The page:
Femoral Component


- See: Total Hip Replacement Menu

- Discussion:
    - design considerations 
    - femoral stem collar
    - cemented femoral stems (radiology of cemented femoral stems
    - press fit femoral stems 
    - femoral component offset 
           - modular neck:
                   - Managing Length and Stability: The Role of the Modular Neck
    - rotational position of femoral component:
           - see: femoral component anteversionadult femoral and acetabular anteversion:
           - if component is placed in anteversion with respect to axis of knee, femur is placed posteriorly with respect to pelvis;
           - this is a stable situation, because excessive internal rotation is needed before the hip dislocates posteriorly and the abductors do
                    not allow enough external rotation for hip to dislocate anteriorly;
           - excessive anteversion of femoral component of THR does not lead to dislocation problem, but it does limit external rotation;
           - excessive retroversion tends to produce posterior dislocation;
           - femoral components with inherent anteversion should be placed in neutral with respect to the plane of flexion of the knee; 
           - ref: Patterns of stress distribution at proximal femur after implantation of modular neck prosthesis. A biomechanical study.
    - stiffness of femoral stem:
           - high modulus (stiffer material such as cobalt chrome) will increase stresses in the stem and decrease stresses in the cement;
           - transfer of the stress into the distal stem might stress shield the proximal femur and lead to disuse bone resorption;
           - lower modulus (more flexible material such as titanium) can increase stress on the proximal bone but might also increase stress
                    on, and thus fatigue, the proximal cement increasing incidence of loosening;
    - trunion:
           - references:
                  - What do we know about taper corrosion in total hip arthroplasty?
                  - Trunnionosis: A pain in the neck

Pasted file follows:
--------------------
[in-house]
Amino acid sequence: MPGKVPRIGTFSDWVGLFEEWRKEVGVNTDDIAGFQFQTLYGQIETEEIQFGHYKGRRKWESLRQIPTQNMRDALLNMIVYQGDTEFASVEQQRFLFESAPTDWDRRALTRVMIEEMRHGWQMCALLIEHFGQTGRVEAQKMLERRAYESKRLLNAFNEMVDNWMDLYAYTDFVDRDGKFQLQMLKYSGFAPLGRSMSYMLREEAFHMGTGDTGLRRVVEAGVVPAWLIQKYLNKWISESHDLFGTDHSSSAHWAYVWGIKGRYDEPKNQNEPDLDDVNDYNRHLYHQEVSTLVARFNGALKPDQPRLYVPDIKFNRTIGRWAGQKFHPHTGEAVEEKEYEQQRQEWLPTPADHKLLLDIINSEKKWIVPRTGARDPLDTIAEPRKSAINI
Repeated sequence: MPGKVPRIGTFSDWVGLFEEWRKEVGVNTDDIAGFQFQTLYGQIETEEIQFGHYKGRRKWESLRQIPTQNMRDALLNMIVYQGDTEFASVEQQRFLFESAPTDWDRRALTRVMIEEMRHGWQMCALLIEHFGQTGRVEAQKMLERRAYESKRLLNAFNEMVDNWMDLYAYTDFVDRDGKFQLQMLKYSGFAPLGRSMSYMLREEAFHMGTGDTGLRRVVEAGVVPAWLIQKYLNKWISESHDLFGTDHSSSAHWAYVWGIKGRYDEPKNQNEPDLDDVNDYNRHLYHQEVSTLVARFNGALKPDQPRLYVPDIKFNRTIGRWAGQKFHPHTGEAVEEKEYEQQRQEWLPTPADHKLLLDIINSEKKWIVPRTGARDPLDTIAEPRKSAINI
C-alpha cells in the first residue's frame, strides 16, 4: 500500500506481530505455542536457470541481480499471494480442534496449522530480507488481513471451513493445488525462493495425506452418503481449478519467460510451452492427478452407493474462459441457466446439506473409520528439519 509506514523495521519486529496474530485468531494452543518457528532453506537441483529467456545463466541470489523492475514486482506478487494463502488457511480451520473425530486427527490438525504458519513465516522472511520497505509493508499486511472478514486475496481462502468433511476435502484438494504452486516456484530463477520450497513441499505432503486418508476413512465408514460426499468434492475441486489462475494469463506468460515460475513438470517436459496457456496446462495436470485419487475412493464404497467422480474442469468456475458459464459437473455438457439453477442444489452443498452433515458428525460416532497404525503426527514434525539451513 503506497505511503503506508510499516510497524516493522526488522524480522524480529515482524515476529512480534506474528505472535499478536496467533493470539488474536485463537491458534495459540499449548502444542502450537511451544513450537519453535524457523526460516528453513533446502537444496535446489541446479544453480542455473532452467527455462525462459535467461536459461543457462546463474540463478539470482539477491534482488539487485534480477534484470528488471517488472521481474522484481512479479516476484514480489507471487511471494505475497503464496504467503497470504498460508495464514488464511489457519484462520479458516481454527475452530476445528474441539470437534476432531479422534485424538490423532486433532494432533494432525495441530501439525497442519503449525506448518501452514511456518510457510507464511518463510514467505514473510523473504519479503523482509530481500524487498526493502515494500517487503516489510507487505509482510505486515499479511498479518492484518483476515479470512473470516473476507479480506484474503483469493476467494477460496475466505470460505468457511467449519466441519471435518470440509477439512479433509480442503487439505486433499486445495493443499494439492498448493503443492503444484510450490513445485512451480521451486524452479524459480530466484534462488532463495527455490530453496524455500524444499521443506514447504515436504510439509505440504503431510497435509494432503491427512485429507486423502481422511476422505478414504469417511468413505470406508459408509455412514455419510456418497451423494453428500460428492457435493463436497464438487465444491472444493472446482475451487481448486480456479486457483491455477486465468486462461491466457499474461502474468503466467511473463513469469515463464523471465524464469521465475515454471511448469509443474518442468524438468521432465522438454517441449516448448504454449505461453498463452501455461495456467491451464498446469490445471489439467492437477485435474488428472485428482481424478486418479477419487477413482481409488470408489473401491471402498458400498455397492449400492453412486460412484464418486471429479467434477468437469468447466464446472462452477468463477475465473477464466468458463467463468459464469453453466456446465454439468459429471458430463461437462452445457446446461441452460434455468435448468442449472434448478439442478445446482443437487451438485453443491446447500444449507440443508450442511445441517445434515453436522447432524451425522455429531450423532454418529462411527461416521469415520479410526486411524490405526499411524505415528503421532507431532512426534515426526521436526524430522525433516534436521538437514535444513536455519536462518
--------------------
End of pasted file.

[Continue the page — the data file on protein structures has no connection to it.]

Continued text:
- Effect of Taper Design on Trunnionosis in Metal on Polyethylene Total Hip Arthroplasty
                  - Trunnion-Head Stresses in THA: Are Big Heads Trouble?
                  - Taperosis: Does head length affect fretting and corrosion in total hip arthroplasty?
                  - Comparison of Whole-Blood Metal Ion Levels Among Four Types of Large-Head, Metal-on-Metal Total Hip Arthroplasty Implants: A Concise Follow-up, at Five Years, of a Previous Report.
                  - Adverse local tissue reactions in metal-on-polyethylene total hip arthroplasty due to trunnion corrosion: the risk of misdiagnosis.
                  - Taperosis: Does head length affect fretting and corrosion in total hip arthroplasty?
                  - Ceramic Heads Decrease Metal Release Caused by Head-taper Fretting and Corrosion.
                  - Modern trunnions are more flexible: a mechanical analysis of THA taper designs
                  - What is the trouble with trunnions?
                  - Taper design affects failure of large-head metal-on-metal total hip replacements
                  - Tribocorrosion: Ceramic and Oxidized Zirconium vs Cobalt-Chromium Heads in Total Hip Arthroplasty

    - femoral head size:  (see psoas tendonitis)



- Femoral Revision:
       - removal of press fit stems 
       - removal of cemented femoral stems 
       - femoral press fit revision
       - cemented femoral revision 
       - bone grafting for femoral defects 
       - total femoral replacement


- Complications:
       - femur fractures following THR 
       - femoral stem failure 
       - types of loosening 
       - bending cantilever
       - cemented femoral component loosening 
       - thigh pain:
               - Thigh Pain After Total Hip Replacement: A Pathophysiological Review and a Comprehensive Classification



Histologic analysis of a retrieved microporous-coated femoral prosthesis. A seven-year case report
Hydroxyapatite-Coated Femoral Stems.  Histological Analysis of Components Retrieved at Autopsy.
Loosening of the femoral component after use of the medullary-plug cementing technique. Follow-up note with a minimum five-year follow-up
Histomorphological studies of the long-term skeletal responses to well fixed cemented femoral components
The survival of the cemented femoral component of a total hip replacement
Bone lysis in well-fixed cemented femoral components 
Improved cementing techniques and femoral component loosening in young patients with hip arthroplasty. A 12-year radiographic review.



Original Text by Clifford R. Wheeless, III, MD.

Last updated by Data Trace Staff on Tuesday, September 13, 2016 11:43 am